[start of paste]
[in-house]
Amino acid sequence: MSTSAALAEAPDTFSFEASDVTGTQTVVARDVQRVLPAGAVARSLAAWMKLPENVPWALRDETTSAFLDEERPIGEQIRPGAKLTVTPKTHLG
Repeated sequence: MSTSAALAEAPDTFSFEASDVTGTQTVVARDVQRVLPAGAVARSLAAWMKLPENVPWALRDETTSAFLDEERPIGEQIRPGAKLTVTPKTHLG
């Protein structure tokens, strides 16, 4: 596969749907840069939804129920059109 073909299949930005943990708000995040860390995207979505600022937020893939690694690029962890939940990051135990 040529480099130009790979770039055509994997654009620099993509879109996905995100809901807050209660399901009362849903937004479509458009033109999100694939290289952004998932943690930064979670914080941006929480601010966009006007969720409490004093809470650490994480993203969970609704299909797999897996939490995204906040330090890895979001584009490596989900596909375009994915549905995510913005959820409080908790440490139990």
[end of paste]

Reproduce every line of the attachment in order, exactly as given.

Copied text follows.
[in-house]
Amino acid sequence: MSTSAALAEAPDTFSFEASDVTGTQTVVARDVQRVLPAGAVARSLAAWMKLPENVPWALRDETTSAFLDEERPIGEQIRPGAKLTVTPKTHLG
Repeated sequence: MSTSAALAEAPDTFSFEASDVTGTQTVVARDVQRVLPAGAVARSLAAWMKLPENVPWALRDETTSAFLDEERPIGEQIRPGAKLTVTPKTHLG
């Protein structure tokens, strides 16, 4: 596969749907840069939804129920059109 073909299949930005943990708000995040860390995207979505600022937020893939690694690029962890939940990051135990 040529480099130009790979770039055509994997654009620099993509879109996905995100809901807050209660399901009362849903937004479509458009033109999100694939290289952004998932943690930064979670914080941006929480601010966009006007969720409490004093809470650490994480993203969970609704299909797999897996939490995204906040330090890895979001584009490596989900596909375009994915549905995510913005959820409080908790440490139990």